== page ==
The antenna assemblies and methods described herein, including devices and systems, may be wireless broadband access devices that are configurable as a point-to-point or point-to-multipoint stations.

Any of the antenna assemblies described herein may include radio circuitry for generating and/or receiving RF signals of different polarizations (e.g., n different polarizations, where n is greater than 2, greater than 3, etc.). The radio (e.g., control) circuitry may be configured to control transmission and receipt of broadband information to and from the antenna.

For example, described herein are multi-focal-point antenna device having a single emitter adapted to emit three or more independent beams. Such devices may include: a patterned antenna radiating emitter, wherein the patterned antenna radiating emitter comprises a sheet of metal having a plurality of cut-out regions along one or more edges of the patterned antenna radiating emitter; n antenna input feeds, where n is 3 or more, separately extending to the patterned antenna radiating emitter, wherein each of the n antenna input feeds are independent and electrically isolated from each other; and a radio circuitry coupled to each of the n antenna input feeds, wherein the radio circuitry is configured to transmit radio frequency (RF) signals so that each of the n antenna input feeds transmits at a different polarization, wherein the patterned antenna radiating emitter emits n beams in which each of the n beams is differently polarized, and wherein the beams do not couple with each other.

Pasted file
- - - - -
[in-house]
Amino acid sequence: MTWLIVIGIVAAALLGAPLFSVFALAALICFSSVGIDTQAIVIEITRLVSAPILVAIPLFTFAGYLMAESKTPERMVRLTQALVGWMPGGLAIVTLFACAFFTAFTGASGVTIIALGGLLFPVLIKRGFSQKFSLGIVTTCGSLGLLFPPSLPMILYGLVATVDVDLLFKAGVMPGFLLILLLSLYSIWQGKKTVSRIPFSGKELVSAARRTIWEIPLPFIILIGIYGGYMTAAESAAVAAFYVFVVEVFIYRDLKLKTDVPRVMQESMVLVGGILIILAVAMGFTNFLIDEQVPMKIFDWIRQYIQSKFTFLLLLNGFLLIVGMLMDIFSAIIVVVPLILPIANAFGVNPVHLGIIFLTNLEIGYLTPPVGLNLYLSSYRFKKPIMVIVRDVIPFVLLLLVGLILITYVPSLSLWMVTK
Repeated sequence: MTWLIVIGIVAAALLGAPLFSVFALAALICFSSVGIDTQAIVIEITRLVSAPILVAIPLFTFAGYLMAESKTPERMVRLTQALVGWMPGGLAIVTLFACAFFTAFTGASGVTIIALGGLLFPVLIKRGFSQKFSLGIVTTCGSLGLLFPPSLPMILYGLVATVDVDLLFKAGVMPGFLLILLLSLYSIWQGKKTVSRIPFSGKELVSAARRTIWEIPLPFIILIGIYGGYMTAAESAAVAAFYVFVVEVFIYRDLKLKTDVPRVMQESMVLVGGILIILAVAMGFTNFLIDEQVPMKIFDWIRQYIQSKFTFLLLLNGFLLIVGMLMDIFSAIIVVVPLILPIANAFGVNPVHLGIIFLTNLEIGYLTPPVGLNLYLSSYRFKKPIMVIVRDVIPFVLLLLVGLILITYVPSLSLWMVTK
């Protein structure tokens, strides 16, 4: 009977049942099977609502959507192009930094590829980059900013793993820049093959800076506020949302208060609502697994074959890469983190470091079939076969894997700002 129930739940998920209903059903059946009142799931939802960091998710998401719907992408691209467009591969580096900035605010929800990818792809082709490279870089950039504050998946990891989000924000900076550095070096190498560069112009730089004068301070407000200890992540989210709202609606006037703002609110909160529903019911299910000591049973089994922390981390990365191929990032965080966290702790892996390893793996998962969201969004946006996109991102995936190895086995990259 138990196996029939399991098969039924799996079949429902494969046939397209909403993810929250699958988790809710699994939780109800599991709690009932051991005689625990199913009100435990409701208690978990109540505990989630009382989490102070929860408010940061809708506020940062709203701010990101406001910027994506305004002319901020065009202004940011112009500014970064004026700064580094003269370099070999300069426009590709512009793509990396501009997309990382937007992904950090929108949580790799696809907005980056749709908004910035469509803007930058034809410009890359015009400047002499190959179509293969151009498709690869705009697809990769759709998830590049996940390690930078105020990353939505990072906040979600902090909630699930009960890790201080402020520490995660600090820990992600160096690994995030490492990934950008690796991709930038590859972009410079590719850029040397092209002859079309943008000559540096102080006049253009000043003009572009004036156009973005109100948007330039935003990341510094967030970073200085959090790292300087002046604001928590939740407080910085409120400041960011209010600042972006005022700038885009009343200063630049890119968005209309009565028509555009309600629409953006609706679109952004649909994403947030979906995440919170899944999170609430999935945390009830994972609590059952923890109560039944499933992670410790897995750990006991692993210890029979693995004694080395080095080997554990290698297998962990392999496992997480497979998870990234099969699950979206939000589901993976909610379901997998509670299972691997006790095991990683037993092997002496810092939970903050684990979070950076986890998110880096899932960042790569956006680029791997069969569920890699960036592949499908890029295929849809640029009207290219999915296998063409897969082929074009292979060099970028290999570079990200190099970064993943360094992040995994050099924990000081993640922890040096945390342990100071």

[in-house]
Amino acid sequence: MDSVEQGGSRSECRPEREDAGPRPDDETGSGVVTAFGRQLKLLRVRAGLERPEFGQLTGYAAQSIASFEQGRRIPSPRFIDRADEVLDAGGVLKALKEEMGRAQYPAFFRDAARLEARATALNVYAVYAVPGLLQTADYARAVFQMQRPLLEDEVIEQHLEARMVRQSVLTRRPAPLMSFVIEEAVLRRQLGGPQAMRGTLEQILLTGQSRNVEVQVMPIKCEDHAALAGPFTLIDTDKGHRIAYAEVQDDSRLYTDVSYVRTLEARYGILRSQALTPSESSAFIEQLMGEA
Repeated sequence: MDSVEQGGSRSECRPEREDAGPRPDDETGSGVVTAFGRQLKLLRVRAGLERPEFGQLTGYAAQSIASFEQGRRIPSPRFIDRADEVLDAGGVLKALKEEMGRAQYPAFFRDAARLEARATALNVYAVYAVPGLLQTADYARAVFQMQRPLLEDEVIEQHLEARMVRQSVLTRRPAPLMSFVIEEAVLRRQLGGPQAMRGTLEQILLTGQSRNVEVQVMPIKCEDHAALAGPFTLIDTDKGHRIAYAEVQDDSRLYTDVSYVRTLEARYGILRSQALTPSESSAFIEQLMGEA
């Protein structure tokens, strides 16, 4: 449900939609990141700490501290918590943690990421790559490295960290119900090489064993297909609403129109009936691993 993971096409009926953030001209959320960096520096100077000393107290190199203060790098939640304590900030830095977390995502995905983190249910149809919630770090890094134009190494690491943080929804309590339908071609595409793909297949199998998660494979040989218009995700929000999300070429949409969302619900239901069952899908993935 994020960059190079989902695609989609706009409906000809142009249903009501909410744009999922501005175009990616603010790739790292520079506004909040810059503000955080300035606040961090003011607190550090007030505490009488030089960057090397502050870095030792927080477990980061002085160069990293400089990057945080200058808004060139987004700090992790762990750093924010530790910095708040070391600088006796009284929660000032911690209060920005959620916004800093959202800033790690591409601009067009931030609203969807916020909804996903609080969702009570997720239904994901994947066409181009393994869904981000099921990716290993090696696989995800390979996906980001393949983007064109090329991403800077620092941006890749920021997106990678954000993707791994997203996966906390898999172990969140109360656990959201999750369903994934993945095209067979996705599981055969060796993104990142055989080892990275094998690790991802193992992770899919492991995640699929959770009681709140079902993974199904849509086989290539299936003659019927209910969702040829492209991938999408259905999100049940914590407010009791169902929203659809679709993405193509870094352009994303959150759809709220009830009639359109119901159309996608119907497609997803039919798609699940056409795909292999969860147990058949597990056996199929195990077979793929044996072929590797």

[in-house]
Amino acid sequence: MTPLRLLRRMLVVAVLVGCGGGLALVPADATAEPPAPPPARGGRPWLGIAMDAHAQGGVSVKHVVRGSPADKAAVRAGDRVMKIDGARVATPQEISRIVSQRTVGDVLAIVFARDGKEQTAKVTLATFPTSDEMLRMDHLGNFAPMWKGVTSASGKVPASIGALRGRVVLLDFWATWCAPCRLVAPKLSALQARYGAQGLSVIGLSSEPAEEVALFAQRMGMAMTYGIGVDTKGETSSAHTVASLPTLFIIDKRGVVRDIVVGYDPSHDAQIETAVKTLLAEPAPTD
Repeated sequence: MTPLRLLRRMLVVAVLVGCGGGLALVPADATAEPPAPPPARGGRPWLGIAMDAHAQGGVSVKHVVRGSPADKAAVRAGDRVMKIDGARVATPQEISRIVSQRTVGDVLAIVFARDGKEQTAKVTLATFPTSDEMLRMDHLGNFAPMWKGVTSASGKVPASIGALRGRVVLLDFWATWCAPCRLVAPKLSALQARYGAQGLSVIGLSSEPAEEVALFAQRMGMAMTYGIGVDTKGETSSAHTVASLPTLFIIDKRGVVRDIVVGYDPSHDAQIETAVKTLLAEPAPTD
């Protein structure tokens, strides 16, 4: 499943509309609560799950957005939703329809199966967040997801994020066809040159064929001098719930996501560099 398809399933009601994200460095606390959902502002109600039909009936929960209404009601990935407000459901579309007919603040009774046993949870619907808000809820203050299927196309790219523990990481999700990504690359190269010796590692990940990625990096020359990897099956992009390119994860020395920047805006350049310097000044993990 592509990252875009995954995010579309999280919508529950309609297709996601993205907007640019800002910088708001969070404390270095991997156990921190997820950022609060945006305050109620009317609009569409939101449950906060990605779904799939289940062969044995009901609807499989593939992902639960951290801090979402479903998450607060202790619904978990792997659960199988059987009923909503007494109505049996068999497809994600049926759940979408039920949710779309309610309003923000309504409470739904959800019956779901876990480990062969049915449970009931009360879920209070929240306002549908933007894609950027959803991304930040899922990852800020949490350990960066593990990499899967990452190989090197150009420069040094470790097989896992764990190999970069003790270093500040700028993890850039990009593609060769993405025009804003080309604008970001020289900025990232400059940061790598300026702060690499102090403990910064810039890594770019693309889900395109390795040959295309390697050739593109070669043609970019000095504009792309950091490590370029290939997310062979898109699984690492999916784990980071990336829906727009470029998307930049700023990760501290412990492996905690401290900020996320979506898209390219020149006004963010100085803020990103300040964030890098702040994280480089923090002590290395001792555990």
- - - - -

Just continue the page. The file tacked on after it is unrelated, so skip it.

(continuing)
In operation, each of the n beams may act as a separate “antenna” for MIMO, as each beam will have a different path between the transmitter and receiver. Thus, a single antenna capable of producing multiple antenna beams from a single emitter element, as described herein, may be used in a MIMO configuration.

Any of the devices described herein may include a primary reflector that separately reflects each of the beams. For example, the reflector may have n wedge-shaped surface regions, each of the n surface regions reflecting one or the n emitted beams. The apparatus may also include a secondary reflector having n wedge-shaped surface regions, each of the n surface regions may reflect one of the n emitted beams to one of the n surface regions of the primary reflector.